DUBAI: Iranian President Ebrahim Raisi, a hardliner seen as a potential successor to Supreme Leader Ayatollah Ali Khamenei, was killed when his helicopter crashed in poor weather in mountains near the Azerbaijan border, officials and state media said on Monday.

The charred wreckage of the helicopter which crashed on Sunday carrying Raisi, Foreign Minister Hossein Amirabdollahian and six other passengers and crew was found early on Monday after an overnight search in blizzard conditions.

Supreme Leader Khamenei, who holds ultimate power with a final say on foreign policy and Iran’s nuclear programme, said First Vice President Mohammad Mokhber, would take over as interim president, the official IRNA news agency reported.

“I announce five days of public mourning and offer my condolences to the dear people of Iran,” Khamenei said in a statement. Mokhber, like Raisi, is seen as close to Khamenei.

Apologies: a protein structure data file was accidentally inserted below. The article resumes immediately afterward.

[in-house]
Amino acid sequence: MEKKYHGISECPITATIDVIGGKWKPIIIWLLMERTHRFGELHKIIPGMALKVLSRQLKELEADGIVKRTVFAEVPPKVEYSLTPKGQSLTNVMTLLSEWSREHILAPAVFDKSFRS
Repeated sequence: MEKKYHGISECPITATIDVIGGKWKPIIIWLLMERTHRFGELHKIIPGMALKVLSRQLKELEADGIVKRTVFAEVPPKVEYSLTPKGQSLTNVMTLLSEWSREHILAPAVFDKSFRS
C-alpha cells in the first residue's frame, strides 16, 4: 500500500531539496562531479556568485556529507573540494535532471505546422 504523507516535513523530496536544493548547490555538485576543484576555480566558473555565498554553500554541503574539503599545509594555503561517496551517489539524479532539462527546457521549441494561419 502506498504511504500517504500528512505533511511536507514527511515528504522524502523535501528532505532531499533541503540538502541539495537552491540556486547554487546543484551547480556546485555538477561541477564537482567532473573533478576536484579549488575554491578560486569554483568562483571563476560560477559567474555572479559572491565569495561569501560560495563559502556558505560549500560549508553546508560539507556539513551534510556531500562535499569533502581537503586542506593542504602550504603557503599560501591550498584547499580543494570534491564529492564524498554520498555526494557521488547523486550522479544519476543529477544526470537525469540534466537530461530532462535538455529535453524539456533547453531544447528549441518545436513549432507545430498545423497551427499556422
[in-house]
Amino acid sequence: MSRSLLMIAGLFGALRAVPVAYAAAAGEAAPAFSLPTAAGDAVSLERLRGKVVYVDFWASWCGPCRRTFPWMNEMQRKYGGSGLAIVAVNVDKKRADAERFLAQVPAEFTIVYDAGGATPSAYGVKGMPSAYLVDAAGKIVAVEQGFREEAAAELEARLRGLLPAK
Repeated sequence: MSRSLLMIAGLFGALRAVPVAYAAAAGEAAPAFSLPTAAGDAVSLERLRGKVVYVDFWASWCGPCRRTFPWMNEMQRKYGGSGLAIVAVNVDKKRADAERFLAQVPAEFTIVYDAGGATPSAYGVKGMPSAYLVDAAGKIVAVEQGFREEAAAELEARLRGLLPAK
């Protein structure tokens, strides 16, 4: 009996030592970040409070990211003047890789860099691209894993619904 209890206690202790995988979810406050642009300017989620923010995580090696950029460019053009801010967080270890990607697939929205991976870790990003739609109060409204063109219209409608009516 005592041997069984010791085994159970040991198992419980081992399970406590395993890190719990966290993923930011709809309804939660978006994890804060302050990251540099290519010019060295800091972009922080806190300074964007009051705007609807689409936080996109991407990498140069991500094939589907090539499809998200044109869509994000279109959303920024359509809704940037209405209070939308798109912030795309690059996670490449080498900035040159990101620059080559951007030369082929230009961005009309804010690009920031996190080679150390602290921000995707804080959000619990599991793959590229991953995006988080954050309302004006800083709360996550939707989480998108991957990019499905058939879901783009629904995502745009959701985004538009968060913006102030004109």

Iranian President Ebrahim Raisi killed in helicopter crash, official says

The crash comes at a time of growing dissent within Iran over an array of political, social and economic crises. Iran’s clerical rulers face international pressure over Tehran’s disputed nuclear programme and its deepening military ties with Russia during the war in Ukraine. Since Iran’s ally Hamas attacked Israel on Oct. 7, provoking Israel’s assault on Gaza, conflagrations involving Iran-aligned groups have erupted throughout the Middle East.

An Israeli official, who requested anonymity, told Reuters it was not involved in the crash. US Defence Secretary Lloyd Austin said he had no insight into the cause of the crash, adding the United States had no part to play in it.

Under the Islamic Republic’s constitution, a new presidential election must be held within 50 days.

Any candidate must first be vetted by the Guardian Council, a hardline watchdog that has often disqualified even prominent conservative and moderate officials, meaning the overall thrust of Iranian policy would be unlikely to change.

“As Iran selects a new president, we reaffirm our support for the Iranian people and their struggle for human rights and fundamental freedoms,” State Department spokesperson Matthew Miller said as the US expressed its “official condolences”.

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